• He was absolutely right, even though he didn't have this technology to tell him that it was true.

  • The prefrontal cortex here in the front of your brain.

  • This is where all your smarts are.

  • It's where your correlate you analyze you make decisions.

  • It's what we call the executive function of the brain prefrontal cortex right here.

  • This is where all your confidence lives because you decide on things that you actually value now.

  • One more part of the brain it's been talked about in a lot of Ted talks is the amygdala.

  • It's really small, but it's really, really important because the amygdala is responsible as your alarm system.

  • It is looking in the environment to see if you are going to be hurt, damaged, ordained in danger in any way, both physically and emotionally.

  • So if you're driving along the highway in off, son, somebody comes in, Coach off immediately, you're gonna swerve out of the way.

  • That's because you make it listen problem brain stem.

  • Do something now.

  • Fast neural pathway right to the brainstem.

  • React.

  • You don't even think about it.

  • You just go.

  • But if the problem is an emotional one, not a physical one, and you have time to think the amygdala Hoster's aside what other part of the brain doesn't need to warn to do something Now in our world, there's lots of things that can hurt us emotionally.

  • There's no doubt, but I want to focus today on things that I call the confidence villains, because these are things that are in everybody's world that are so president that we don't even know they exist.

  • And villains, as the name says, are not so good because they want to take confidence from us.

  • On the first villain category is situations, situations.

  • So, for example, if you went on a job interview, you filled in an application to go to college.

  • That's a little confidence challenging, isn't it?

  • How about doing a presentation?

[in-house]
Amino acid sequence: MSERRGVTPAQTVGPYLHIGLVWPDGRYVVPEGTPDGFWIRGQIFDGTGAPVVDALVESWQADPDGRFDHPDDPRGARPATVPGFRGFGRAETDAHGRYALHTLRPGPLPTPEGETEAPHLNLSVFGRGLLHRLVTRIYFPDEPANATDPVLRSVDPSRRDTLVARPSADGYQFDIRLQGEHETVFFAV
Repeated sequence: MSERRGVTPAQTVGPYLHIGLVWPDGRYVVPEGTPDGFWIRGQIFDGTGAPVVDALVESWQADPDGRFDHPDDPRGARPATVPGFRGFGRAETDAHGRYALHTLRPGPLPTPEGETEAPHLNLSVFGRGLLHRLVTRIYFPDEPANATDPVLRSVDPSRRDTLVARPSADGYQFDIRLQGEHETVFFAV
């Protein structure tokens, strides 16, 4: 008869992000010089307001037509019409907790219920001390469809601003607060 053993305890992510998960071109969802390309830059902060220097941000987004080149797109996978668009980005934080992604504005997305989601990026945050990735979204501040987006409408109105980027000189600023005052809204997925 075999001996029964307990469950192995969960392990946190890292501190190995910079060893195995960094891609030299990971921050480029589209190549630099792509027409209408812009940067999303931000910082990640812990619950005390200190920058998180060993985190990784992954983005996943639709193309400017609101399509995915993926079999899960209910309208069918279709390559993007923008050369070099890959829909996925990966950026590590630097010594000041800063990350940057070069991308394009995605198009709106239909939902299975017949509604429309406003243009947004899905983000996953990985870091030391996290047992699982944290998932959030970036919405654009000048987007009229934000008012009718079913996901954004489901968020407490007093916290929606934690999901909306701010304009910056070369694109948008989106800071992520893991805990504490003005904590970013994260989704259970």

• Do you know more people would rather die than do this now?

  • Other people, of course, take our confidence as well.

  • Unfortunately, they take it from us because they want it for themselves.

  • Somebody was cocky, bitchy, condescending, one upper one down or name droppers.

  • I have a very long list, and they're villains because they want to take confidence from other people on the playground.

  • We call them what police.

  • Unfortunately, sometimes they get promoted to bosses too, huh?

  • And we do it to ourselves.

  • We take confidence from ourselves.

  • We self sabotage all the time.

  • Facebook, right?

  • We're looking and we're going on me and they're doing something so much cooler than I, um, called fear of missing out foam.

  • Oh, how about Imposter syndrome?

  • Please don't tell them I'm not that good.

  • Please don't let them know we don't even apply for the job half the time because we can't get over our imposter syndrome.

  • Now these villains have something in common.

  • They throw this emotional fear at us that armadillos and there's three types of fear that really rock the amygdala.

  • One of the fear of failure to is fear of regret.

  • And the last one is fear of rejection.

  • And so when our mentalist senses incoming, I'm about to be hurt.

  • The McCulloch has to make a decision at that moment.

  • Is it going to send that warning down into the brainstem?